Members of the Oklahoma County Board of County Commissioners voted unanimously Thursday morning to approve a resolution prohibiting all outdoor burning in Oklahoma County.
The burn ban makes it unlawful for any person to set fire to any forest, grass, range, crop or other wild lands, or to build a campfire or bonfire, or to burn trash or other material that may cause a forest, grass, range, crop, or other wild land fire. It does not prohibit use of charcoal, gas or other approved outdoor cooking appliances.
Enforcement of the burn ban may be carried out by any law enforcement officer of this State. Any person convicted of violating this resolution will be guilty of a misdemeanor and subject to a fine up to $500, jail time up to a year or both.
There is one exception — outdoor cooking in approved cooking appliances is permissible with due caution.
The burn ban is in effect for 30 days.
Drought conditions are intensifying in many states across the country. More than 48 percent of Oklahoma is considered to be in drought, according to the U.S. Drought Monitor.
Extreme drought has returned to the panhandle and several adjacent counties and to parts of several counties in far southeastern Oklahoma. Moderate drought conditions exist in an area that includes all of Oklahoma County, the southern half of Logan County, most of Canadian County and all of Cleveland County. Moderate to severe drought conditions exist in the rest of the state.
In the U.S., 72 percent of the country is now abnormally dry or worse, the largest such area recorded since the Drought Monitor was created in 1999.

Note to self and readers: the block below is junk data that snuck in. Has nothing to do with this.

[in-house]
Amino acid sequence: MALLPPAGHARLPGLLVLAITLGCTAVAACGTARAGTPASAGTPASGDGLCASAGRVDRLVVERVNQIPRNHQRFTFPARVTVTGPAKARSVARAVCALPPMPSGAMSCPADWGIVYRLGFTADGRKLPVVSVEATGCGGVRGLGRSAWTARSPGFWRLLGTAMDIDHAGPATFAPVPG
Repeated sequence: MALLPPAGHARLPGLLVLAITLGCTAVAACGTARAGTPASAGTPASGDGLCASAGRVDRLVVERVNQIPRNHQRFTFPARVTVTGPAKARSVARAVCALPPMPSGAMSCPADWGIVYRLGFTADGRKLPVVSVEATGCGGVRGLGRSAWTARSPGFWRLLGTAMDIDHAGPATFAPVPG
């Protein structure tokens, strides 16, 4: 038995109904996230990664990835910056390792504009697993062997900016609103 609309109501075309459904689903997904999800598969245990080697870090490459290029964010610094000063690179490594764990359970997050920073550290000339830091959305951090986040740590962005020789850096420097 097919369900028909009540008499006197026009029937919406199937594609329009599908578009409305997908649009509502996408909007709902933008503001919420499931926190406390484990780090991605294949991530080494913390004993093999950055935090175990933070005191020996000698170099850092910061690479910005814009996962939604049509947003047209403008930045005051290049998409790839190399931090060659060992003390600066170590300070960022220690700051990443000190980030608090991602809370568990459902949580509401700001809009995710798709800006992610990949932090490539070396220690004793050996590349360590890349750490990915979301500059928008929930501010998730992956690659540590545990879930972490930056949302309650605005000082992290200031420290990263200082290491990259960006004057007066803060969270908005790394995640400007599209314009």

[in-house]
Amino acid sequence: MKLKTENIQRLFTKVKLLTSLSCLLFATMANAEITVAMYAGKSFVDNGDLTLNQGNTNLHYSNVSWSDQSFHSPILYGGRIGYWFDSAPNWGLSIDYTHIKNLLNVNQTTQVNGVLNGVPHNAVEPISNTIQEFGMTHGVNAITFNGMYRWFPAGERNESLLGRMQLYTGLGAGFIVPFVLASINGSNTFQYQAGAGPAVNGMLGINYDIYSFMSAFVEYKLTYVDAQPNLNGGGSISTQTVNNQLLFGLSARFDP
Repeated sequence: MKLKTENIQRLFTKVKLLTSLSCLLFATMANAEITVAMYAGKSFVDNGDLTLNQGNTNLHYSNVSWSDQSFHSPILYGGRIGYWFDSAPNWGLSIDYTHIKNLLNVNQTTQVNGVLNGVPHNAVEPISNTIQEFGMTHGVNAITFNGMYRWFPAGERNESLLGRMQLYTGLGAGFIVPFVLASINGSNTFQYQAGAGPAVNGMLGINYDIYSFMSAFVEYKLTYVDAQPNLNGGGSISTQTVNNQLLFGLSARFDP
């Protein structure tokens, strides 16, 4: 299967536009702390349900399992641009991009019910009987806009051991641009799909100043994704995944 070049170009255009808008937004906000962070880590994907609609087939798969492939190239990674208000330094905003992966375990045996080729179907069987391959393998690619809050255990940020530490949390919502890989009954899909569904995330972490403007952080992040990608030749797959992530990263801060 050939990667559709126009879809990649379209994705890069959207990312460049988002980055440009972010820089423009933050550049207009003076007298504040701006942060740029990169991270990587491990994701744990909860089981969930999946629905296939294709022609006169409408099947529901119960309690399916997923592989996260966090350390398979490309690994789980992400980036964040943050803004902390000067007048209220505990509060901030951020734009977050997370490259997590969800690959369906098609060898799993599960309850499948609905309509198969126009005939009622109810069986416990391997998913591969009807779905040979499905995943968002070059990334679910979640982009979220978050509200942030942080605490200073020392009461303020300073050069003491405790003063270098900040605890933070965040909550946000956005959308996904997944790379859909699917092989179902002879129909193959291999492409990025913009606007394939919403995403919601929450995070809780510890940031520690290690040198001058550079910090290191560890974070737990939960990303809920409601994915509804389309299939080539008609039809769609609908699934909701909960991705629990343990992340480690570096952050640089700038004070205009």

Heat is contributing to the conditions. In Oklahoma, the January-June statewide average eclipsed the previous record mark as Oklahoma continues on a path to possibly its warmest year on record, according to data from associate state climatologist Gary McManus and the Oklahoma Climatological Survey.
The state saw significant drought relief from October 2011 through March, but the rains have since dwindled. June was also the 29th driest June on record, with a statewide average nearly 2 inches below normal.
Southeast and east central Oklahoma were below 50 percent of normal since April 1. Statewide, the average total of 8.2 inches is 4.5 inches below normal, the 14th driest such period on record.
For July 24 through Aug. 1, dry weather is expected to dominate in the southern to central Plains across the Gulf Coast and along the west coast. Above-normal temperatures should maintain their hold across the interior U.S. from the Plains to Southeast, with cooler-than-normal conditions along the west coast.
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